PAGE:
Nicht / Keine
As you can see, I'm a newbie German "student".
I was studying plurals when I saw the word "keine".
What's the difference between Keine and Nicht?
When you use each one?
Do exist other words like those?
Thanks a lot!
In English, the word “no” is often the same as German «kein», but we use it infrequently:
- Ich esse keinen Fleisch = I eat no meat (literally) or I don’t eat meat (commonly)
In German, whenever you have a noun, you will tend to negate that (using kein) instead of the verb (using nicht): you don’t say «Ich habe Hunger nicht», but «Ich habe keinen Hunger».
so how should i distinguish the gender of hunger in german whether its feminine or masculine or neuter !
More precisely to the answer: "nicht" is a word to express a negation on a verb. "Keine" is the negative declension of an undefined article. Undefined articles in English are "a/an". In German (nominativ): ein (Maskulin), ein (Neutrum), eine (Feminin), eine (Plural). Negative versions are, respectively, kein, kein, keine, and keine. Sometimes you can distinguish the gender of words from them, sometimes you can't. For Hunger it is possible, since "Ich habe keinen Hunger" uses KEINEN, which is the Accusative Masculine declension of "Kein".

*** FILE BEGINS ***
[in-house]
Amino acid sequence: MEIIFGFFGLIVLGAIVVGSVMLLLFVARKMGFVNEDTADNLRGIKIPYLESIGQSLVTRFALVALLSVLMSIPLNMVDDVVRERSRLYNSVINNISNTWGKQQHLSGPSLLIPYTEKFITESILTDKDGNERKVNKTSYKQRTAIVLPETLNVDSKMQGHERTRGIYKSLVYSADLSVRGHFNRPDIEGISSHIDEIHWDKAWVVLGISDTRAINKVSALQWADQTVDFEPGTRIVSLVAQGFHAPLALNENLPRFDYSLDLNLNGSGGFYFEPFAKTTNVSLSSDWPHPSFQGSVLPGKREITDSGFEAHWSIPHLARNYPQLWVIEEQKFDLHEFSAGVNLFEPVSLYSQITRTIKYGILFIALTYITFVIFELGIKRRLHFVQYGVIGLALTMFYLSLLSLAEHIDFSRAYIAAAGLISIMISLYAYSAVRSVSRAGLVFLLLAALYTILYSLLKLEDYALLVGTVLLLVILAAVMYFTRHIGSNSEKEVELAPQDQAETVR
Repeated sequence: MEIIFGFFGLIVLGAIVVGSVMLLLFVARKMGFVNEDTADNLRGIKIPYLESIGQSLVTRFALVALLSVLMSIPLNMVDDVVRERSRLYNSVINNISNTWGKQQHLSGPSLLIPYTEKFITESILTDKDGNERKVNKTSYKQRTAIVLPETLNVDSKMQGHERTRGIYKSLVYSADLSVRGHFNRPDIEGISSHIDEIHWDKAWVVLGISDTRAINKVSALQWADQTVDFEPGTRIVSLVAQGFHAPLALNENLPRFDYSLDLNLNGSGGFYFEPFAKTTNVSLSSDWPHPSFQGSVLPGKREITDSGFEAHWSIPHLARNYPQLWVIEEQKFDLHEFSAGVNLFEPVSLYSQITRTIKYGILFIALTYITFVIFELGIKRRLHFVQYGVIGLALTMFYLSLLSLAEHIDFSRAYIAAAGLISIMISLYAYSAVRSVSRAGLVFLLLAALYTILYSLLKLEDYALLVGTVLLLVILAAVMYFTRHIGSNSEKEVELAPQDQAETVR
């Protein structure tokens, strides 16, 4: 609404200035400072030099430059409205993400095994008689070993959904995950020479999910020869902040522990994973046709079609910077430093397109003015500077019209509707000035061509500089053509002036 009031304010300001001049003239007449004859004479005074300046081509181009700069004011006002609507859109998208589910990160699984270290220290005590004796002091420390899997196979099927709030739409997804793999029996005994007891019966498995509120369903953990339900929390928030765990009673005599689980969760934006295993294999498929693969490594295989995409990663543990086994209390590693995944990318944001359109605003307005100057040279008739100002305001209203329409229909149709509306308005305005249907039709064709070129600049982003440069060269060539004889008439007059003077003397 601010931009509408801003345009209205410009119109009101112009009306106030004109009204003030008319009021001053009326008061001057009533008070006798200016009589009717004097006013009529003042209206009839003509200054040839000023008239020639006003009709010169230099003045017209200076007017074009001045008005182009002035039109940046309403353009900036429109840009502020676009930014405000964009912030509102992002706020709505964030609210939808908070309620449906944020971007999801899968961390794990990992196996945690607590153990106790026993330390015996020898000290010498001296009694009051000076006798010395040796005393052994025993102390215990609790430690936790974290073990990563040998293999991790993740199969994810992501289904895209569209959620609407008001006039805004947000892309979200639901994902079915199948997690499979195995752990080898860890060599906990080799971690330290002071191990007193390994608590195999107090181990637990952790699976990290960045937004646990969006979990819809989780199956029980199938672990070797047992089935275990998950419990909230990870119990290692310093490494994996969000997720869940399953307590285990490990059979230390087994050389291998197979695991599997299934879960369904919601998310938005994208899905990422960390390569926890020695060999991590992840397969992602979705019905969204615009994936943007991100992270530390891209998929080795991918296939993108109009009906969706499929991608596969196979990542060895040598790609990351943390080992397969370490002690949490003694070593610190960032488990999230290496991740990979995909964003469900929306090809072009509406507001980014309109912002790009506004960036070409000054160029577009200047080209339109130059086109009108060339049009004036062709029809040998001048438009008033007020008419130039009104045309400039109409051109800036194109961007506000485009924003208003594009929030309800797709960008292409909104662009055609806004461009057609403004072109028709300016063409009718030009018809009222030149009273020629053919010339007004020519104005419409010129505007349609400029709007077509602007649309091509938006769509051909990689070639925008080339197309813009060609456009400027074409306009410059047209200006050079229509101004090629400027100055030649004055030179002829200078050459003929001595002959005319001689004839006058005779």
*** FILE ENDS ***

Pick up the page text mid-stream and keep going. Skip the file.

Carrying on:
I totally forgot about this post and it's really nice to feel that an old question of mine is for me now something totally obvious, lol.
Kein is used with nouns: Ich habe kein Haus. (I don't have a house). Nicht is used with verbs: Ich schwimme nicht. (I don't swim).
The interesting thing is that "kein" is used in place of ein/eine/ein, AND it has a plural version- kein/keine/kein/keine. It is actually an adjective- meaning "no" or "not any".
Other words like it would be other adjectives that describe quantity, like "viel" (numerous) or wenig (less, least).